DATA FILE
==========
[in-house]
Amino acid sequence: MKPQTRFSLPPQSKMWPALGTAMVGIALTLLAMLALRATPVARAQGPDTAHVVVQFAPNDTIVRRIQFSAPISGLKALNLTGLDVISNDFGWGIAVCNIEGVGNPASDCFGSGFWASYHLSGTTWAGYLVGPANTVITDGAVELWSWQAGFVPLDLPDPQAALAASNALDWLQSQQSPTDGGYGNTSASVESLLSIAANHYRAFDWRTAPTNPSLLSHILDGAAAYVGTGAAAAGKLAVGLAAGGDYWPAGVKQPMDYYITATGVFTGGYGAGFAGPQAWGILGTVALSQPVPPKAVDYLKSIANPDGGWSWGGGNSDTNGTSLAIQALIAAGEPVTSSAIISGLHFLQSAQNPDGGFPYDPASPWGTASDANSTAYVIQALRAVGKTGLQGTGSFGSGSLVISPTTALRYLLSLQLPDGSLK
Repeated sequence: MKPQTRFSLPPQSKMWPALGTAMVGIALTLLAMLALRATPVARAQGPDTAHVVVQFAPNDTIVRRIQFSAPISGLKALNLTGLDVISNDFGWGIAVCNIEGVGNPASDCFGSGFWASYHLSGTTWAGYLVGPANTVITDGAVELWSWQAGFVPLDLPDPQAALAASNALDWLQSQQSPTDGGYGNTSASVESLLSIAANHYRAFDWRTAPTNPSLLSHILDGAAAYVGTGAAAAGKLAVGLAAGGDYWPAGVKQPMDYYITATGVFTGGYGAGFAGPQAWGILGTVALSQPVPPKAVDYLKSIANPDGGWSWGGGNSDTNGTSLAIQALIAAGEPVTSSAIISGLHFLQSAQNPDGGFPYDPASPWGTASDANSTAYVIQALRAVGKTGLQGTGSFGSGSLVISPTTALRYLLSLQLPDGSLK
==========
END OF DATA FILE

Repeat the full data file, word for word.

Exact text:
[in-house]
Amino acid sequence: MKPQTRFSLPPQSKMWPALGTAMVGIALTLLAMLALRATPVARAQGPDTAHVVVQFAPNDTIVRRIQFSAPISGLKALNLTGLDVISNDFGWGIAVCNIEGVGNPASDCFGSGFWASYHLSGTTWAGYLVGPANTVITDGAVELWSWQAGFVPLDLPDPQAALAASNALDWLQSQQSPTDGGYGNTSASVESLLSIAANHYRAFDWRTAPTNPSLLSHILDGAAAYVGTGAAAAGKLAVGLAAGGDYWPAGVKQPMDYYITATGVFTGGYGAGFAGPQAWGILGTVALSQPVPPKAVDYLKSIANPDGGWSWGGGNSDTNGTSLAIQALIAAGEPVTSSAIISGLHFLQSAQNPDGGFPYDPASPWGTASDANSTAYVIQALRAVGKTGLQGTGSFGSGSLVISPTTALRYLLSLQLPDGSLK
Repeated sequence: MKPQTRFSLPPQSKMWPALGTAMVGIALTLLAMLALRATPVARAQGPDTAHVVVQFAPNDTIVRRIQFSAPISGLKALNLTGLDVISNDFGWGIAVCNIEGVGNPASDCFGSGFWASYHLSGTTWAGYLVGPANTVITDGAVELWSWQAGFVPLDLPDPQAALAASNALDWLQSQQSPTDGGYGNTSASVESLLSIAANHYRAFDWRTAPTNPSLLSHILDGAAAYVGTGAAAAGKLAVGLAAGGDYWPAGVKQPMDYYITATGVFTGGYGAGFAGPQAWGILGTVALSQPVPPKAVDYLKSIANPDGGWSWGGGNSDTNGTSLAIQALIAAGEPVTSSAIISGLHFLQSAQNPDGGFPYDPASPWGTASDANSTAYVIQALRAVGKTGLQGTGSFGSGSLVISPTTALRYLLSLQLPDGSLK